The diversity in this book, however, is off the hook. Were Cubed a worse writer, it would almost feel Saturday Morning cartoon-esque, with a disabled child and an old man and two gay men and a Lebanese woman and a Korean-American and a latina...but the aforementioned complaint about how front-loaded the backstories are (which I don't like, obviously) does mean that all the characters feel real in ways that are honestly masterful. Yes, Kyle is Korean-American, but it's never really a big deal because his backstory is so much more dense than, say, his on-again-off-again girlfriend who is a Lebanese cop, and her heritage and appearance become a focus given the current police environment. Carla's anxiety and tension makes sense because of her Mexican heritage...again, if it matters it gets brought up in ways that aren't just for its own sake. It's very, very meticulously done.
The main identity of the book -- superhero narrative deconstruction -- is probably the main thing I like about this book. It's got a lot of Season 1 Heroes going on in there, but it has a lot of ideas that are more in line with Ed Brubaker's Captain America run, where it's just some dudes and a cop chasing down domestic terrorists. The result ends up as this really strange fusion of normalcy, where characters are worried about bills and groceries and Carla teaches a child about Star Trek but also Carla can zip Norah to a location at the speed of sound. The one time they "fight crime," it's intentionally treated as the stupid, pointless endeavor it would be in the real world. And, at the end, it concludes like it would -- it's just over, they win and there's no fanfare or celebration. It all creates a tangible 'realness' I really dig. It feels just enough like a story to be good fiction, but not enough that it stops being not just A real world, but OUR real world, where superpowers draw attention and domestic terrorists get blamed on brown people overseas and having to put a man down isn't a light decision nor does it solve anything -- it just brings things to a close.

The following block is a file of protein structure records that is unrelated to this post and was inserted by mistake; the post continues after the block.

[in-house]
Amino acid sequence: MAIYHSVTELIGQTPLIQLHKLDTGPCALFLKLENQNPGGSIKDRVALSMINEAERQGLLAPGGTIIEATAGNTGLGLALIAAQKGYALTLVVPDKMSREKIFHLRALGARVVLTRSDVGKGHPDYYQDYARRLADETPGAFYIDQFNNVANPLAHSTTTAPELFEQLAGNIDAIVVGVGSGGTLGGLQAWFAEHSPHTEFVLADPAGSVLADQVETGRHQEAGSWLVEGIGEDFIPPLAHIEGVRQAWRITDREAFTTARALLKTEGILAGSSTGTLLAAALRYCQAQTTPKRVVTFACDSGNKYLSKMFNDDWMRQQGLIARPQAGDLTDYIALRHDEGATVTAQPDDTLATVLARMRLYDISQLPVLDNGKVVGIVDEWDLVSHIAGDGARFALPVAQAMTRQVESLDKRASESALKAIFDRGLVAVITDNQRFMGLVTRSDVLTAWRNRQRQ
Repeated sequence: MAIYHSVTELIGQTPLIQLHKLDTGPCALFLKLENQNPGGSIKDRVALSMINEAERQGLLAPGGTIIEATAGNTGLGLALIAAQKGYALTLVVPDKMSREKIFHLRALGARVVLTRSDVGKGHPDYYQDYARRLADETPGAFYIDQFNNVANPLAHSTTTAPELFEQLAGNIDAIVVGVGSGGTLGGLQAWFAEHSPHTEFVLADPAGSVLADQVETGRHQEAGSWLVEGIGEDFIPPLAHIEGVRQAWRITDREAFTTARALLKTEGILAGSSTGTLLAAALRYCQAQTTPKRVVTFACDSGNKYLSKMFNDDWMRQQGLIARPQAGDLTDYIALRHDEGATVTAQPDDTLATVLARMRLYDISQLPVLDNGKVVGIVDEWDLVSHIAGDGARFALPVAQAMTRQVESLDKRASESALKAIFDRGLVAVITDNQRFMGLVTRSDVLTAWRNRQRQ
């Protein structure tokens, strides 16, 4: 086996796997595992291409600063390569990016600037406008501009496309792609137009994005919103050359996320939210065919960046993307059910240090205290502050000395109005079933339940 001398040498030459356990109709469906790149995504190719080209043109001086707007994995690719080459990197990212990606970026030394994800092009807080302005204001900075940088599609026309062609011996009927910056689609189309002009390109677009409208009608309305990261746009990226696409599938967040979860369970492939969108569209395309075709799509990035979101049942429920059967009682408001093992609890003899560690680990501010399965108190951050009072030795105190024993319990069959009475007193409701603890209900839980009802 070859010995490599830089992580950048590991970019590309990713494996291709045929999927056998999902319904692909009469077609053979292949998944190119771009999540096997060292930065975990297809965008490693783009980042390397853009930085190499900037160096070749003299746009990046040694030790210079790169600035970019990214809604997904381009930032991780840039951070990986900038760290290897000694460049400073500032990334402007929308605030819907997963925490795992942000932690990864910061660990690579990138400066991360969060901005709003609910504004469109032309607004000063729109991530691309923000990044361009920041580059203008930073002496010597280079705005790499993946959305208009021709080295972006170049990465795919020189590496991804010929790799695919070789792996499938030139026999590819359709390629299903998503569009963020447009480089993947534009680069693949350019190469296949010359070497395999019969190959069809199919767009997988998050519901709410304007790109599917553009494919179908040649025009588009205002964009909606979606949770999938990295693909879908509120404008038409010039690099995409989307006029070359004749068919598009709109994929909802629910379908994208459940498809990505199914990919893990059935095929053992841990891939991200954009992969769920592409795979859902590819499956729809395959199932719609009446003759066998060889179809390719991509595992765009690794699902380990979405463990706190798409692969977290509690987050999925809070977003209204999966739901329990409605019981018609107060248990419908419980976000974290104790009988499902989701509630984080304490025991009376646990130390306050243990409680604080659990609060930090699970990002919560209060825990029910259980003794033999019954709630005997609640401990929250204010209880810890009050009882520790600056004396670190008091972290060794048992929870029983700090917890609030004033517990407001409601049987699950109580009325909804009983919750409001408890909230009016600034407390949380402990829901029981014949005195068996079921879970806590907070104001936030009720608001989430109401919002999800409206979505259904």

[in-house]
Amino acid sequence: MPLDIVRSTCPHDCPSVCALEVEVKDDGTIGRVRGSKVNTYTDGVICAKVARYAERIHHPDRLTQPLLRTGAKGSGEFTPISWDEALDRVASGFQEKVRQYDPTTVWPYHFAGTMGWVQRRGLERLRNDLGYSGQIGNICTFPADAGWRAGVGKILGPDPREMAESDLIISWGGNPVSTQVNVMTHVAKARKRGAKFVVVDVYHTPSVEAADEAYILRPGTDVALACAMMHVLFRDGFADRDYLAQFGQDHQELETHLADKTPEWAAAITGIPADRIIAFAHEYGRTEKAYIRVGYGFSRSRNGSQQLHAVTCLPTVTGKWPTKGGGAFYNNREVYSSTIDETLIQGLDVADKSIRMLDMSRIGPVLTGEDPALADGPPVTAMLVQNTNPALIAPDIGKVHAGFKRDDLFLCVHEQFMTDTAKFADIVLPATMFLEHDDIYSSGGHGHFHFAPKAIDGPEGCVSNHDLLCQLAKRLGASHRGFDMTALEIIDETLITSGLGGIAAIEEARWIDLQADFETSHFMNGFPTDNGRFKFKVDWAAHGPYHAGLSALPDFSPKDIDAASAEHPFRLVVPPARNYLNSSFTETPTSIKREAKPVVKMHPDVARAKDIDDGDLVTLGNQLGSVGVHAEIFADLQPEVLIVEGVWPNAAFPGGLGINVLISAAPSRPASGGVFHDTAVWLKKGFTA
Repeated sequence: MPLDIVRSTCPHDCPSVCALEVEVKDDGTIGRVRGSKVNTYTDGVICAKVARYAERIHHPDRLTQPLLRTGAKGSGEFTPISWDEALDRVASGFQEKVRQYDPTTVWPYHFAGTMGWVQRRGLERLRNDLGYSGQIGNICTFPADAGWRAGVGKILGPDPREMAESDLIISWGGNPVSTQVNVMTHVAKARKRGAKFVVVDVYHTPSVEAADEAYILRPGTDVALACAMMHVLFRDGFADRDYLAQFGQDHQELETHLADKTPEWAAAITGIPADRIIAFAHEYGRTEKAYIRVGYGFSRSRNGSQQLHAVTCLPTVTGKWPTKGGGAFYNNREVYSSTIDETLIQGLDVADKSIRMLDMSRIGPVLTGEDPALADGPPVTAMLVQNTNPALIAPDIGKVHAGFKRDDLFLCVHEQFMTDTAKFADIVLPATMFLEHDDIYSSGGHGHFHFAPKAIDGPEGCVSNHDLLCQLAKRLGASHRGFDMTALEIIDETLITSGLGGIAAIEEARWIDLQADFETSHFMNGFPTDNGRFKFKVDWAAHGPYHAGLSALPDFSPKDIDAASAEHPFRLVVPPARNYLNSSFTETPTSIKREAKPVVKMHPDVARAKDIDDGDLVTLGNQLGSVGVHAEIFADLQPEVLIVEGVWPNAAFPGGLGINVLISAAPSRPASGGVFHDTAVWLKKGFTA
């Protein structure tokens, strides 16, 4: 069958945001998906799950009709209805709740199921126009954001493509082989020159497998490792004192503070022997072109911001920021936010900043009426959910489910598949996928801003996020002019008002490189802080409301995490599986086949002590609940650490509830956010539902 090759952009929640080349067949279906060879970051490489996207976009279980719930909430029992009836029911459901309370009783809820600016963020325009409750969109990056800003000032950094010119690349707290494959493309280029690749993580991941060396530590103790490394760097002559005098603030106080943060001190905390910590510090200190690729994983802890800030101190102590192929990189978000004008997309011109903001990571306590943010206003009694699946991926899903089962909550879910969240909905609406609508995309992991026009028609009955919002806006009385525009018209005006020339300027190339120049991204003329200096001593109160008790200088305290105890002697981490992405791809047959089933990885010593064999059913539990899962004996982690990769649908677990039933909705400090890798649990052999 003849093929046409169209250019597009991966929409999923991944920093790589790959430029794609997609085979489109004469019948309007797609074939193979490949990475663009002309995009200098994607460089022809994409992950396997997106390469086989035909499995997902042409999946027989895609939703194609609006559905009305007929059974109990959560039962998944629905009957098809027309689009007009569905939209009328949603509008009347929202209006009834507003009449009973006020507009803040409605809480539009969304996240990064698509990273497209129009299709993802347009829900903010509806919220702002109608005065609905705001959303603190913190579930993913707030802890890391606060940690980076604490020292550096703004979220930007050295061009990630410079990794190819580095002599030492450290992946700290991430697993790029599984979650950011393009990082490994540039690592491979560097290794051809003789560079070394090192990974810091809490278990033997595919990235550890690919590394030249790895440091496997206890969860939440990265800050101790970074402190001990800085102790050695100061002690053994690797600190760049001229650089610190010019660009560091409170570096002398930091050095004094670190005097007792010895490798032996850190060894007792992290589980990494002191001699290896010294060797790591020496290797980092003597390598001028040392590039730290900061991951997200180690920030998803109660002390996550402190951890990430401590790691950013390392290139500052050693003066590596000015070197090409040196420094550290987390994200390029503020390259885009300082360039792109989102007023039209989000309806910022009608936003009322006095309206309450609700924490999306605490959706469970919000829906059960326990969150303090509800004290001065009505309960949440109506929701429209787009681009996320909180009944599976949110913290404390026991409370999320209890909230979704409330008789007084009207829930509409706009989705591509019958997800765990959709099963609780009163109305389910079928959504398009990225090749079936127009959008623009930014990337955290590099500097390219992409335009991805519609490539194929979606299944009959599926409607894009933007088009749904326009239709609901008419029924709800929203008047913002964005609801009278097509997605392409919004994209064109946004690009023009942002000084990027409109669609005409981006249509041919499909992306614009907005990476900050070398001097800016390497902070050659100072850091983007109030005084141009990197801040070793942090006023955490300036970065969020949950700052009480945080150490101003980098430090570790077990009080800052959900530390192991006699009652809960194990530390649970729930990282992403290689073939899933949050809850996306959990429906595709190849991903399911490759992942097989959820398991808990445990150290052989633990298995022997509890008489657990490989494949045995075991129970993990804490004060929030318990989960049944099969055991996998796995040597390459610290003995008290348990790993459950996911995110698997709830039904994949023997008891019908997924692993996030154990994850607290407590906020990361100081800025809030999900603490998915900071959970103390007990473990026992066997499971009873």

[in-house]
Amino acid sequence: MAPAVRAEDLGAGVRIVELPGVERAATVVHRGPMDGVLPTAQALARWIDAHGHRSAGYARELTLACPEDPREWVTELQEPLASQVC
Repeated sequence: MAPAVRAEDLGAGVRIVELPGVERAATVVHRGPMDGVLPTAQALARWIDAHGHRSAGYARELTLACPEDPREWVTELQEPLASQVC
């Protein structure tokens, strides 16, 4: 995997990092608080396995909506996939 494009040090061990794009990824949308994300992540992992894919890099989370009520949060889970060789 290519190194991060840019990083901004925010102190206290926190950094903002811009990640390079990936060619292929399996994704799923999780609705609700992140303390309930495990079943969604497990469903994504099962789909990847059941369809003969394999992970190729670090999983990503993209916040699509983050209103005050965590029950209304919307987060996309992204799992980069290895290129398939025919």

Having said thus, the conclusion felt a bit too perfect for me. They are going to have further adventures and there's a lot of sequel building that I dig, but there's too much concluding, too many characters have their problems wrapped up in a bow. I want to spend more time with the characters but with how messy and grimy the rest of the book is, it felt very Hollywood to end with them all turning to the thing they were struggling with and all but say, "You know, I learned something today," as though it were six back-to-back South Park endings.
So yeah, it's VERY deserving of the five stars but the caveats of a front-loaded intro and a slightly theme-opposing ending isn't enough to stop me from recommending this. Very worth your time.